Private health insurance participation has continued to decline, the latest data shows, making a further case for reform of health insurance policy settings, says Australian Private Hospitals Association (APHA) CEO Michael Roff.
The Australian Prudential Regulation Authority (APRA) June quarter data released today shows the percentage of Australians with private health insurance has declined again to 43.6 percent, down from 47.3 percent just five years ago.
Mr Roff said the Federal Government should consider a range of measures in the upcoming Budget to address the significant affordability issues of private health insurance.
“There has been a further decline in membership and with increasing pressure on personal finances from increasing unemployment, particularly for young people and women, the Government needs to act to address affordability concerns so people can continue to access private hospitals when they need them,” he said.
“APHA proposes restoring the health insurance rebate to the original 30 percent for low income families. This income group includes many elderly Australians who rely on access to private hospitals to avoid lengthy public hospital wait times. If they exit private health insurance, public hospital capacity will be quickly overwhelmed.”
Mr Roff said consideration should also be given to extending the amount of time young people can stay on their parents’ private health insurance cover and adjusting the Lifetime Health Cover settings.
“We know young people have been particularly hit by the pandemic, through job losses and likely future loss of opportunity. A small extension in the amount of time they can be covered on their parents’ health insurance will mean fewer are lost to the system overall.
“The Lifetime Health Cover loading is also overdue for review. The loading is applied to premiums for every year a person fails to take up insurance after their 31st birthday. Rather than encouraging take up, it is now deterring Australians from investing in insurance past that milestone birthday.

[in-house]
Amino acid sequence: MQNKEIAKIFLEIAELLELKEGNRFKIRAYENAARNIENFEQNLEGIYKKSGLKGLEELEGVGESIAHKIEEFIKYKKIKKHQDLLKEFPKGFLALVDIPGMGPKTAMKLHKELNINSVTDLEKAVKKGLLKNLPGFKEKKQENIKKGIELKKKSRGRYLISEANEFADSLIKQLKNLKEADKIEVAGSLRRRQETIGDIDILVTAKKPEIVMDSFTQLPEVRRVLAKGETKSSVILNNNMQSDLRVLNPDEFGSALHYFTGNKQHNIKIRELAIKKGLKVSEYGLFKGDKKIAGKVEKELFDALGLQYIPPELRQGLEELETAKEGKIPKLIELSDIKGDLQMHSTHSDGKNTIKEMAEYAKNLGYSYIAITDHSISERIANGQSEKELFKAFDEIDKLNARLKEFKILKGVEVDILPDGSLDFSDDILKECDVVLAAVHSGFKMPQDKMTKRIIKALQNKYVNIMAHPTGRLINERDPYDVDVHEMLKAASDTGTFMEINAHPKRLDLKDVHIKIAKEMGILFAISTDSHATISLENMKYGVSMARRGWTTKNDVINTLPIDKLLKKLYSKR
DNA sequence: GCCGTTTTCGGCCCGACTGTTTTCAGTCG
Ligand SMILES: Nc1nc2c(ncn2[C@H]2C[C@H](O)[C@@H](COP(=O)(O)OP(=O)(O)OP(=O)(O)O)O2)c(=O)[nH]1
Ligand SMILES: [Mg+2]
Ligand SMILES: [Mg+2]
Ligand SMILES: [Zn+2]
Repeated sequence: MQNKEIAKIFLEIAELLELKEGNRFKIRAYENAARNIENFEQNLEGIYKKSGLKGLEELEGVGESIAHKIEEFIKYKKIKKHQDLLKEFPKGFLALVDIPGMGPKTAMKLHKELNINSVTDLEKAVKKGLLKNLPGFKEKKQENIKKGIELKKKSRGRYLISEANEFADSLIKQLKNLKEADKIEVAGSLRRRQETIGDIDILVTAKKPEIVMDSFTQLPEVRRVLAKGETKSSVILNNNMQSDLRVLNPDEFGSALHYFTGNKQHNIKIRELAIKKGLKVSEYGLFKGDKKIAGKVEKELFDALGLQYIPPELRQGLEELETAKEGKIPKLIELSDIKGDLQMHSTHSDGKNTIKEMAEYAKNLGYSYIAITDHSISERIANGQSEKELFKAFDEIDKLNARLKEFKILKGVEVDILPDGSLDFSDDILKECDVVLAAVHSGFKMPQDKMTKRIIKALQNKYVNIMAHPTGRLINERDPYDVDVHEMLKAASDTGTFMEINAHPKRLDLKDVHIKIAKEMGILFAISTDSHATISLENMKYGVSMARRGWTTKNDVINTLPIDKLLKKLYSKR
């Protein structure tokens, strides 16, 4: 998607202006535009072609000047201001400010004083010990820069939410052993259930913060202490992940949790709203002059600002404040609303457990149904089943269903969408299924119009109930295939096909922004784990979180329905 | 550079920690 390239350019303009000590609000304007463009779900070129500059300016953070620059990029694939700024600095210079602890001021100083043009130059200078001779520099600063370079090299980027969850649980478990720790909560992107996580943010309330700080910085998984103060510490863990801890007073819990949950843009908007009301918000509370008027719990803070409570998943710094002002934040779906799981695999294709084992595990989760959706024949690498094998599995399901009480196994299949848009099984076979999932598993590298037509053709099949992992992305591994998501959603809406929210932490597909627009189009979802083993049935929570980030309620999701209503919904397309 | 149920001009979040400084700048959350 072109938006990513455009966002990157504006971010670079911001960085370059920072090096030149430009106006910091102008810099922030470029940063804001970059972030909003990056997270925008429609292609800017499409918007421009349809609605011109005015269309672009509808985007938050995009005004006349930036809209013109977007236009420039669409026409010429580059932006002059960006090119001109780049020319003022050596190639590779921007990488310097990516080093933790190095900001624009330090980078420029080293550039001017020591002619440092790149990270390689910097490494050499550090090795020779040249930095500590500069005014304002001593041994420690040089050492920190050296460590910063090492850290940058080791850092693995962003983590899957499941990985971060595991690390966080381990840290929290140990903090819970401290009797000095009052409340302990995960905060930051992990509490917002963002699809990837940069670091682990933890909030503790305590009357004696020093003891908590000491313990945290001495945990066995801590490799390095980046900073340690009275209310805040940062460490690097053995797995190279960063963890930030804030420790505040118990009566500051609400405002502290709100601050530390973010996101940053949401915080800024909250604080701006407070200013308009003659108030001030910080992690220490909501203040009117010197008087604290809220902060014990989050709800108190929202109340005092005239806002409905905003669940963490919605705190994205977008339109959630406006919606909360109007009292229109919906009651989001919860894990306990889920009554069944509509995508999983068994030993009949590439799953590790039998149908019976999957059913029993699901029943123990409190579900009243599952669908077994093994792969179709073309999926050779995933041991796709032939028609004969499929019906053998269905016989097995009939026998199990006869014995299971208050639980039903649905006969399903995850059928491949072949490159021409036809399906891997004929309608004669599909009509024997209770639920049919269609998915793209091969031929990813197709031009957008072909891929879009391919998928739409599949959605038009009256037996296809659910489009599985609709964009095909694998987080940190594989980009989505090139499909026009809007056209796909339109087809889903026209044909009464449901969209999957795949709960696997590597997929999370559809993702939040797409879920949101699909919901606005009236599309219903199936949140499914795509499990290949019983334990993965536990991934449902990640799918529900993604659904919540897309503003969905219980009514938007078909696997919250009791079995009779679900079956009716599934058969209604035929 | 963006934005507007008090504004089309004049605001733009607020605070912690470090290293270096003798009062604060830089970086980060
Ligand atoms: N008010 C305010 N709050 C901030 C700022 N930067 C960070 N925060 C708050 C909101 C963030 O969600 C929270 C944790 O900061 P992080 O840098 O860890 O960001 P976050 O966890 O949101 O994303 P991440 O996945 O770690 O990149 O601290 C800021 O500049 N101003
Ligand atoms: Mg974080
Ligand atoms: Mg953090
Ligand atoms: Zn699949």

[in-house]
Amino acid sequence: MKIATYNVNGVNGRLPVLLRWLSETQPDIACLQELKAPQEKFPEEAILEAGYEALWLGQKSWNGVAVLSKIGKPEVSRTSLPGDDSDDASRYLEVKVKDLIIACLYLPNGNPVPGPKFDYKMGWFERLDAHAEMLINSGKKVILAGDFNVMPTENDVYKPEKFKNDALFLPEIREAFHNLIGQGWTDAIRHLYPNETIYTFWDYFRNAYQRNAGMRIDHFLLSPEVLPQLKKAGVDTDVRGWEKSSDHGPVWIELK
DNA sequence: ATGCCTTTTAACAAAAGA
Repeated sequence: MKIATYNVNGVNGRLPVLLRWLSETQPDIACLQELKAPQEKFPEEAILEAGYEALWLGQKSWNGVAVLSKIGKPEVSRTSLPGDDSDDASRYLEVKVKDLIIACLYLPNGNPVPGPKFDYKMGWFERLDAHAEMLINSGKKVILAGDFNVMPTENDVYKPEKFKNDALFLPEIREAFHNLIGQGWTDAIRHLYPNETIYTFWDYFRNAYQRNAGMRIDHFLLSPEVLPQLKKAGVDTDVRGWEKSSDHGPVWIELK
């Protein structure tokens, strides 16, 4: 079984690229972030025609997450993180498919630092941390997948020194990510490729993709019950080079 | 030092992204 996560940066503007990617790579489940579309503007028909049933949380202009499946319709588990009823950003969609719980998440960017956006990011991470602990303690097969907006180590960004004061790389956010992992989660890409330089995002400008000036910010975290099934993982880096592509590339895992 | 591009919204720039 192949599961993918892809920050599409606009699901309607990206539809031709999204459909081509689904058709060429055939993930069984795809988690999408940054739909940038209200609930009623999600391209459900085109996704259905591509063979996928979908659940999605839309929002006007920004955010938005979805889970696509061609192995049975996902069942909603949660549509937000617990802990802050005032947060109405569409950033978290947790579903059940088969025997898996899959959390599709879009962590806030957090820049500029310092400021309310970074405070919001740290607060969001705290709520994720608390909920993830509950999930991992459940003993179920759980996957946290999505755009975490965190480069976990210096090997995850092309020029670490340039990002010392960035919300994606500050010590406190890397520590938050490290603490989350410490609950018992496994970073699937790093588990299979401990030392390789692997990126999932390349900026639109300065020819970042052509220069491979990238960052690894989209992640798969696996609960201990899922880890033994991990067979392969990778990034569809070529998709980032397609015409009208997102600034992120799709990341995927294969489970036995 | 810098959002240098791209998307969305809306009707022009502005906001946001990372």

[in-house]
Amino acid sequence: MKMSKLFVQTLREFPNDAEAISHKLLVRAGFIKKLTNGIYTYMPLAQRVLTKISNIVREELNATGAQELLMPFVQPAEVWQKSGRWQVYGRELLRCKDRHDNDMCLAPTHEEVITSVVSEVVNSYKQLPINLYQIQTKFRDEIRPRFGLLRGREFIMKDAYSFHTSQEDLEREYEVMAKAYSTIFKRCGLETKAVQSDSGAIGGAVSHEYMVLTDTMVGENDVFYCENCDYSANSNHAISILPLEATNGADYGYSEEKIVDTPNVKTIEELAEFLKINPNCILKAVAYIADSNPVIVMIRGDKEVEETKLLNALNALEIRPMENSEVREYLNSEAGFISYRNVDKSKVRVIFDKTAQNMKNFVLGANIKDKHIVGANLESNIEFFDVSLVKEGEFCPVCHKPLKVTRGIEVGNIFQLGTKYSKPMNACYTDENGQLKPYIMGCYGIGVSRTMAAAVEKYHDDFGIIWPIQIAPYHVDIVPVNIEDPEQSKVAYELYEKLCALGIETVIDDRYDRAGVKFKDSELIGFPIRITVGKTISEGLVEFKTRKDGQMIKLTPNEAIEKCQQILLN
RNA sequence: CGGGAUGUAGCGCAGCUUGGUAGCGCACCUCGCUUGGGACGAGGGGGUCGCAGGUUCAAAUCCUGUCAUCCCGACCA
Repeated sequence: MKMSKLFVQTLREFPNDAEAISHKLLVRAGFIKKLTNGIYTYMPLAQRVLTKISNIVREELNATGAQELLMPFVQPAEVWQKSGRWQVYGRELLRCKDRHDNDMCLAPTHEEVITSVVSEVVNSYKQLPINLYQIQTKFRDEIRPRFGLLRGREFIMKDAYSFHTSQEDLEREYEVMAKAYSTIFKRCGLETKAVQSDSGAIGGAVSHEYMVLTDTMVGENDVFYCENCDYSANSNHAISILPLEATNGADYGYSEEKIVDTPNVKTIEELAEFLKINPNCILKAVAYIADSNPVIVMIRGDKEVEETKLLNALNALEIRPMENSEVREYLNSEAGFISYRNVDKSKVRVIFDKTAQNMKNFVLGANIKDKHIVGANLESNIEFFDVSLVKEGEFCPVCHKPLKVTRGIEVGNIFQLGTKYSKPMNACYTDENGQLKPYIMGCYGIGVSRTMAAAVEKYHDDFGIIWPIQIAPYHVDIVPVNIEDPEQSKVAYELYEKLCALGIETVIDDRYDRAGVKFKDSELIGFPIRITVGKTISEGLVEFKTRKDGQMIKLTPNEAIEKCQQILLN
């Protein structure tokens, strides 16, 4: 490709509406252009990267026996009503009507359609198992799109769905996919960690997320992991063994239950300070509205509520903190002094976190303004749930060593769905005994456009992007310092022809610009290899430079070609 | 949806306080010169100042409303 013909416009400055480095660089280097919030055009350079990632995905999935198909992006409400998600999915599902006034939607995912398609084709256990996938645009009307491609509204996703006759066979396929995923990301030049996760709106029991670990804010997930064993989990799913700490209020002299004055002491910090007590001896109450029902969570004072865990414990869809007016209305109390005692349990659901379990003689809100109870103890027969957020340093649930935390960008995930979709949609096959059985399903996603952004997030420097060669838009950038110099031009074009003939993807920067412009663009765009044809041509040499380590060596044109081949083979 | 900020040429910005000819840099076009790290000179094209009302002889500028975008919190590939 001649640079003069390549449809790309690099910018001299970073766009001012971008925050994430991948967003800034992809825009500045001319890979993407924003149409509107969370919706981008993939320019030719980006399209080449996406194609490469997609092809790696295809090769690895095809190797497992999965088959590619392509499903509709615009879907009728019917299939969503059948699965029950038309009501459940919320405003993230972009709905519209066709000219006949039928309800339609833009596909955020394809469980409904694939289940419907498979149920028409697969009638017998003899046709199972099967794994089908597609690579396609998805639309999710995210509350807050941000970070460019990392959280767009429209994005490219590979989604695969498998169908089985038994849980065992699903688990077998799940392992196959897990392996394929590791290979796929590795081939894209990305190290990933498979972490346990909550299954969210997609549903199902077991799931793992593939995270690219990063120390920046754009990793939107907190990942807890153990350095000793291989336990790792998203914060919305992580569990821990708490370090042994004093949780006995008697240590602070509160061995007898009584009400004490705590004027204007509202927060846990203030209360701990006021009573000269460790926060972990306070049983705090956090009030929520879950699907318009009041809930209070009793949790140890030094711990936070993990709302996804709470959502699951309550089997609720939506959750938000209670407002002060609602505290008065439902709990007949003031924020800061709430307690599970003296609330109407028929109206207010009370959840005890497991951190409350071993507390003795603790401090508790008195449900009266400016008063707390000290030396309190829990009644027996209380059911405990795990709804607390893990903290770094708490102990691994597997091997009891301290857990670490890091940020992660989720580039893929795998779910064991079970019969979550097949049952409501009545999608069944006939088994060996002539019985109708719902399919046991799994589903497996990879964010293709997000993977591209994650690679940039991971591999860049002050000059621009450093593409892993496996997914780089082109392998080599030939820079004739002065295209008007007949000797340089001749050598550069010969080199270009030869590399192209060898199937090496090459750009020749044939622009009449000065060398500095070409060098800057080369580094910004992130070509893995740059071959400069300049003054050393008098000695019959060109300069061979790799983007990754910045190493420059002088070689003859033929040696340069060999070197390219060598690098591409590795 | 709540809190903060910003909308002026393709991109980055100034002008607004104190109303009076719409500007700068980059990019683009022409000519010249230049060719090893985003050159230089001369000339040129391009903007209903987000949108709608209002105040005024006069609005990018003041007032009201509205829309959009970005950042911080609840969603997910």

“While this is a complex area to reform, APHA thinks options including adjusting the age the loading takes effect, adjusting the penalty level or allowing an amnesty period are all possible changes that could have a positive effect on this policy,” he said.
Whatever measures are taken to improve affordability in private health insurance, Mr Roff said they need to be considered as a matter of urgency as a tidal wave of elective surgery waiting lists is about to hit public hospitals.
“Today’s data shows there were more than 230,000 private patient episodes put on hold due to the pandemic, on top of deferred public patient care – an indication of how much the health sector will have to make up in the near future.
“There are estimates the backlog in elective surgery resulting from COVID-19 surgical restrictions could take years to clear, even with the full capacity of the public and private systems. We need to urgently address private health insurance affordability to ensure Australians can continue to access private hospital services because the waiting times in public hospitals will just be too long,” he said.